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I started a similar discussion a couple years ago. The response was
that g95 is the only thing that works on many platforms and pkgsrc is
committed to portability.
The good news is that a "native" gfortran is detected by pkgsrc, so it
won't have to use g95. I always install gfortran from Yum on our CentOS
systems before boostrapping pkgsrc.
I actually use a script to automate the setup:
That said, I wonder if one of the GCC packages could be used instead of
g95 on platforms where they are known to work, such as NetBSD. This
would lead to much better performance of Fortran apps as well as
enabling packages that simply won't build with g95 anymore. I think
this should be fairly simple to code into the pkgsrc base, although it
will add some issues for Fortran package maintainers.
I've seen improvements in the GCC packages the past couple of years.
They build cleanly on CentOS now, which has been my savior for code with
C++11 features. ( CentOS 6 uses GCC 4.4.7, which doesn't fully support
C++11. ) While others in the HPC business are struggling with caveman
GCC installations, I just add a GCC_REQD line to my package.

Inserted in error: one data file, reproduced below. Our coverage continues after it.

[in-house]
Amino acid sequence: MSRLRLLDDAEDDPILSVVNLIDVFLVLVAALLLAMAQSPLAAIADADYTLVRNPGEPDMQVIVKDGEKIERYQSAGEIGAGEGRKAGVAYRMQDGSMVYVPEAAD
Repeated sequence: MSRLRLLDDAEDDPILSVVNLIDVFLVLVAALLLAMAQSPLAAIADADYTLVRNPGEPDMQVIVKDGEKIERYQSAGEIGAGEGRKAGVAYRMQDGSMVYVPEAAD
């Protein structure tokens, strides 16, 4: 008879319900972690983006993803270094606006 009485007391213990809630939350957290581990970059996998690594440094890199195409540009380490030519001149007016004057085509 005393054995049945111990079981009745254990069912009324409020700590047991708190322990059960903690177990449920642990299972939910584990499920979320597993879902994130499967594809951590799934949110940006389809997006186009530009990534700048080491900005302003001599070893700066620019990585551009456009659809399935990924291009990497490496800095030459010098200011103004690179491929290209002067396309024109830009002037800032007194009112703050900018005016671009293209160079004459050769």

As you said, g95 is getting very obsolete, so something is going to have
to happen with Fortran support soon.
On 09/08/2016 06:47, coypu%SDF.ORG@localhost wrote:
g95 is the default fortran compiler in pkgsrc.
gfortran is a fork of it from 2003 that is more widely used and actively
issues with g95 is that it relies on older gcc which doesn't compile on
pkgsrc-2016Q2/lang/g95 does not build on NetBSD7.0.1/arm7hf
lang/g95 fails to build on Linux
lang/g95 fails to build on OS X Yosemite
pkgsrc build failure for g95 on NetBSD/cobalt
It is also a dead end as it is not maintained, and as far as I can tell
- no serious fortran users use it.
Its merits is that it is faster to compile, and more well-tested on
gfortran requires relying on pkgsrc GCC, which has previously been
extremely problematic. I hope some of those are corrected now.
some of tests are failing, but this is also true e.g. for testing base
gcc on netbsd against gcc tests, so I'm not sure about the meaning of
what are the issues that remain for flipping to switch to gfortran?
I'd like to address them.
there will always be the issue 'new gcc takes an eternity to compile'
(it really does), maybe I can create a gfortran-only package?
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